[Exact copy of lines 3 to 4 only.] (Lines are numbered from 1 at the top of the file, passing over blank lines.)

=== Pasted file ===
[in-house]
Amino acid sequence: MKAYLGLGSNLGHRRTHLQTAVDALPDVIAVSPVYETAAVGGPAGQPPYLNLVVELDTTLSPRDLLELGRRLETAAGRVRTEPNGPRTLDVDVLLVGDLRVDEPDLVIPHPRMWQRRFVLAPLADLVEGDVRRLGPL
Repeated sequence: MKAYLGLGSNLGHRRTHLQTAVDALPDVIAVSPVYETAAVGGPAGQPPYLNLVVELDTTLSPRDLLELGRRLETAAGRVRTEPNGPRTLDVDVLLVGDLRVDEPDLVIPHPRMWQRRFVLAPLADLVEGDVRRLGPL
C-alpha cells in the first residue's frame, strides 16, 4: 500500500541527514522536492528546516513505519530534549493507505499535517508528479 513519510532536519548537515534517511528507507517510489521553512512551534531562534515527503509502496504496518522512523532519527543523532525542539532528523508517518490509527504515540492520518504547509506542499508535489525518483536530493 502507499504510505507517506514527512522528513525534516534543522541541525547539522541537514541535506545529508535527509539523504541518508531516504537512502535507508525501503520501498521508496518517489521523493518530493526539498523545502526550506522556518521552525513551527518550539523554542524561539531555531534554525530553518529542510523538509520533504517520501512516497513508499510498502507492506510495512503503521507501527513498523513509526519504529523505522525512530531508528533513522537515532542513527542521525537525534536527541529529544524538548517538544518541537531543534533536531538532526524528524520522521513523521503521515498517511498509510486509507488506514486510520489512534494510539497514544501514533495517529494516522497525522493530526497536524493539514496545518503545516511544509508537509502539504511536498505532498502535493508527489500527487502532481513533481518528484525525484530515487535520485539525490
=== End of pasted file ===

Repeated sequence: MKAYLGLGSNLGHRRTHLQTAVDALPDVIAVSPVYETAAVGGPAGQPPYLNLVVELDTTLSPRDLLELGRRLETAAGRVRTEPNGPRTLDVDVLLVGDLRVDEPDLVIPHPRMWQRRFVLAPLADLVEGDVRRLGPL
C-alpha cells in the first residue's frame, strides 16, 4: 500500500541527514522536492528546516513505519530534549493507505499535517508528479 513519510532536519548537515534517511528507507517510489521553512512551534531562534515527503509502496504496518522512523532519527543523532525542539532528523508517518490509527504515540492520518504547509506542499508535489525518483536530493 502507499504510505507517506514527512522528513525534516534543522541541525547539522541537514541535506545529508535527509539523504541518508531516504537512502535507508525501503520501498521508496518517489521523493518530493526539498523545502526550506522556518521552525513551527518550539523554542524561539531555531534554525530553518529542510523538509520533504517520501512516497513508499510498502507492506510495512503503521507501527513498523513509526519504529523505522525512530531508528533513522537515532542513527542521525537525534536527541529529544524538548517538544518541537531543534533536531538532526524528524520522521513523521503521515498517511498509510486509507488506514486510520489512534494510539497514544501514533495517529494516522497525522493530526497536524493539514496545518503545516511544509508537509502539504511536498505532498502535493508527489500527487502532481513533481518528484525525484530515487535520485539525490